God can use you where you are. Even as you ponder where you path might lead don’t dismiss where you are now. Open your heart to the now. Look and pray for eyes to see how He is using you now, and how you should be His servant here. We are all called to do our jobs (whether slave or free, great or small) as “unto the Lord” and that is an awesome occupation.

    Now, I grant that in your current job you have to believe by faith that your job has worth and meaning, because certainly with our eyes it does not look like working in a lowly job will change anyone’s life, or the world. But God is more awesome than we can imagine, so believe that He can use you to change many lives in your job, if He calls you to that.

    That being true, it doesn’t answer the question of whether God is calling you to continue in the job, or not. Maybe your calling is to a different job, a different path. But if you are called to leave that job leave it because God has called you on a different path, not because you think God is too weak to minister to people through you in that present job.

    You ask if you are unrealistic and stupid in your desire and dreams–and how often I have asked myself the same. The answer depends a bit on who is defining “realistic” and “not stupid.” 😉 but if we are going by the world’s standards then following Jesus definitely is unrealistic and stupid, so there is that. If we’re going by that, I say embrace unrealistic and stupid. But there are other measures. There is the folly of not listening to God. The Bible says a lot about that. So listening is important.

    The tension I struggle with in my own life is that we, as Christians, are not called to ultimately follow the path of worldly wisdom, or our own desires. Sometimes we may do things the world thinks wise (or not) and sometimes we may do things we desire (or not). But the doing or not doing of the things that seem wise, or we desire, should be determined by following Jesus. And, as you have discovered, Jesus doesn’t often come down with a sign pointing in the direction you should go. So it is often tempting to substitute worldly wisdom or our desires in the place of really, truly, listening to Jesus and seeking his will. I can usually figure out what would be considered “wise” by the standards of the world, and often I can determine what I desire, but Jesus is not so prompt in giving answers as I would like. And so then there is a strong temptation to pretend that worldly wisdom or my desires are Jesus’ will because I am tired of waiting.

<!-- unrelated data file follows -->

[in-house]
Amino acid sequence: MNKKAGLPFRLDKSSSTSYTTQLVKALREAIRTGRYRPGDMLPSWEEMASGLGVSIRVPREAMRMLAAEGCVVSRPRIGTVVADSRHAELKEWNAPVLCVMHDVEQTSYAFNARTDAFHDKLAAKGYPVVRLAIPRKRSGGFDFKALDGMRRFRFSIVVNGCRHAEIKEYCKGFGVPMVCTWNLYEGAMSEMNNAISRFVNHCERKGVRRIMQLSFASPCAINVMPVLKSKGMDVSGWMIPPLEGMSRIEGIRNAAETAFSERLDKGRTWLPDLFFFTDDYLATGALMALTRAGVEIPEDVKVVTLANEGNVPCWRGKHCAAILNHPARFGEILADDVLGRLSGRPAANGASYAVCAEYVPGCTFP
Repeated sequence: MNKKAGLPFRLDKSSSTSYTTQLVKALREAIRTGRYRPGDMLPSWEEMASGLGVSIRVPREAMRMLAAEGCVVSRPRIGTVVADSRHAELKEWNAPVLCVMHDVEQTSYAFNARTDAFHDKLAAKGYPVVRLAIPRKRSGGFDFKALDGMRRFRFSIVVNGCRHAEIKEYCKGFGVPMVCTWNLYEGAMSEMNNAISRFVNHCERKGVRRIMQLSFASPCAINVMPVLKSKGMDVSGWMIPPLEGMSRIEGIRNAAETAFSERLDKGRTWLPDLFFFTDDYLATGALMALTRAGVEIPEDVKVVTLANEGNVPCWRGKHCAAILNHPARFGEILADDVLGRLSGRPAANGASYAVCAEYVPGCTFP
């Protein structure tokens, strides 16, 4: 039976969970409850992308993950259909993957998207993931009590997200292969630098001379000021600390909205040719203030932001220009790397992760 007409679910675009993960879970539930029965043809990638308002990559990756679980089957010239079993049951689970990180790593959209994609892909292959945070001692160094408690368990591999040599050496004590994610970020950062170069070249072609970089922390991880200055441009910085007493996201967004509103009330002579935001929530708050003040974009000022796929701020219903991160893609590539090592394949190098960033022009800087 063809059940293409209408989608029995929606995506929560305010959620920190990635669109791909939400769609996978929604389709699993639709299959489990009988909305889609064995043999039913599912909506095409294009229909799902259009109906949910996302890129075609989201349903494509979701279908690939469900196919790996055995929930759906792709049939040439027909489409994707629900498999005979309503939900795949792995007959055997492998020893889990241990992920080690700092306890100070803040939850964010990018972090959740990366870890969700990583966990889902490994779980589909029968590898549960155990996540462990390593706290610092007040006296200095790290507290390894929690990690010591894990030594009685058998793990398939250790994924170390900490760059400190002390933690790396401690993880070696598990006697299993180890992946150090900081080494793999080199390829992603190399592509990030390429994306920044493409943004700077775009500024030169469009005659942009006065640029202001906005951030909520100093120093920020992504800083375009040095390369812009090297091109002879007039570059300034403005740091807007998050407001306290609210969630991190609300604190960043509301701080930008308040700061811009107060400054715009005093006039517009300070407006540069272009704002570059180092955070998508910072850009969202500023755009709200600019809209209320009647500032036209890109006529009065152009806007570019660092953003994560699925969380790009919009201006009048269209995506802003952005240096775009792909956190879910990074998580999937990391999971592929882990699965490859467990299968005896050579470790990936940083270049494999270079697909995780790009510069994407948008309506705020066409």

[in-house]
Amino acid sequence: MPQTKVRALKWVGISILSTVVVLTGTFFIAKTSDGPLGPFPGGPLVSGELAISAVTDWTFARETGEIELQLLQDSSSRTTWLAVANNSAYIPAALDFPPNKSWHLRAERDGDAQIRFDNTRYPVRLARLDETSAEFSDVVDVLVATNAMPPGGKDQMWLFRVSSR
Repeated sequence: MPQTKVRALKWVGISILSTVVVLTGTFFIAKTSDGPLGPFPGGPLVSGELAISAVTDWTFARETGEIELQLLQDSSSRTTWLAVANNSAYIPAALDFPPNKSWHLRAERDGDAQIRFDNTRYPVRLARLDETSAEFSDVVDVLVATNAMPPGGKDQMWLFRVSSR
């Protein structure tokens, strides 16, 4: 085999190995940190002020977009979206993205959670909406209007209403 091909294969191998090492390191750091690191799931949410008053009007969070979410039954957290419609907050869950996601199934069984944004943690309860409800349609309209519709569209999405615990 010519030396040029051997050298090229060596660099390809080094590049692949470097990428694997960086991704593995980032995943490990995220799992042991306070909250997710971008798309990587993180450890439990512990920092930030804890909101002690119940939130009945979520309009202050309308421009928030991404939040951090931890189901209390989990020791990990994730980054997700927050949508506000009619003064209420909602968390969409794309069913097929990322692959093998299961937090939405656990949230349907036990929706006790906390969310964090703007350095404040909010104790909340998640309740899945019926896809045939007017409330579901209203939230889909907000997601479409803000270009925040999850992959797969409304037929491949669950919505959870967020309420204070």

Learning patience and waiting and listening are difficult things, but they are part of growing in maturity. The perpetually immature never learn to listen, never learn to wait.

    I can’t untangle all of that for you, or for anyone else, and I have a hard enough time walking it myself. But a few points I would share.

    (1) I have already encouraged you to not despise your present job. I also encourage you to not despise your desires, your dreams. People may say your perspective is stupid or unrealistic, but that is not God.

    (2) But, along with the above, do not become fixated on your dreams. Hold them lightly, love God first. God may call you to pursue your dreams, or He may call you to lay them down for something better that He has in store. He may call you to lay down your dream for awhile, only to give it back to you later. Or He may call you to pursue your dream for awhile, only to later tell you to lay it down. Walk with God and see what He does with your dreams.

    (3) Don’t confuse the passion God has given you with how you think that passion ought to be worked out. That can seem like a tricky distinction, but it is a real and important one. It may be God has called you to follow your passion, but not on the path you think you must walk. As a hypothetical example: God may have given you a passion to work with teens. You may think that logically becoming a teacher (or whatever) is the way God would have you follow that passion. But in fact God may have some crazy, unimagined way, He wants you to follow that passion. And if you wait on Him then He will show you.

    (4) Be patient. God’s time is not our time. This is probably the hardest point of all of them because God always seems far too slow for us.

    The biggest thing I wish to encourage you with is the truth that God is crazy, and I mean that in the best way possible. I mean that in the “When I look at what He has done it is so unbelievable I have to laugh.” God has plans for your life, and they are crazy beyond what you can imagine and that is so much better than how dull it would be if you could understand and plan it out now.

    Did I ever imagine I would be at the place I am at now in my life? No, not in a million years. And what a strange and twisty path God used to bring me here. But God does unbelievable things with our lives. If you walk with Him your passion might change–but don’t be afraid. If you walk with Him it won’t fizzle, weaken, or become shallow. It will grow deeper, richer, and broader so that you passion becomes something bigger, stronger, and more than you could have ever dreamed now.

    When she was twenty years old could have my sister imagined that she was going to work for a Doctorate of Physical Therapy? Not in a bazillion years. It was a long time of wandering in the brush before she found that path.

    These are your wandering in the brush years. Don’t despise them. Use them as years to cling to the hand of your Abba Father and learn to walk closer to Him. God will make things clear in His time. And in the meantime, you are not wasting your time working in your small job. God does not waste time.

    And that, I think, is a plenty long comment. 😛

  3. So many good points that are so easy to lose while “wandering in the brush” are presented here. Thanks for taking the time with your “plenty long comment” 😉 to remind me of them.

  4. And again I accidentally posted under my dad. Woops!

  5. Pingback: Fulfilled | Journaling a Journey...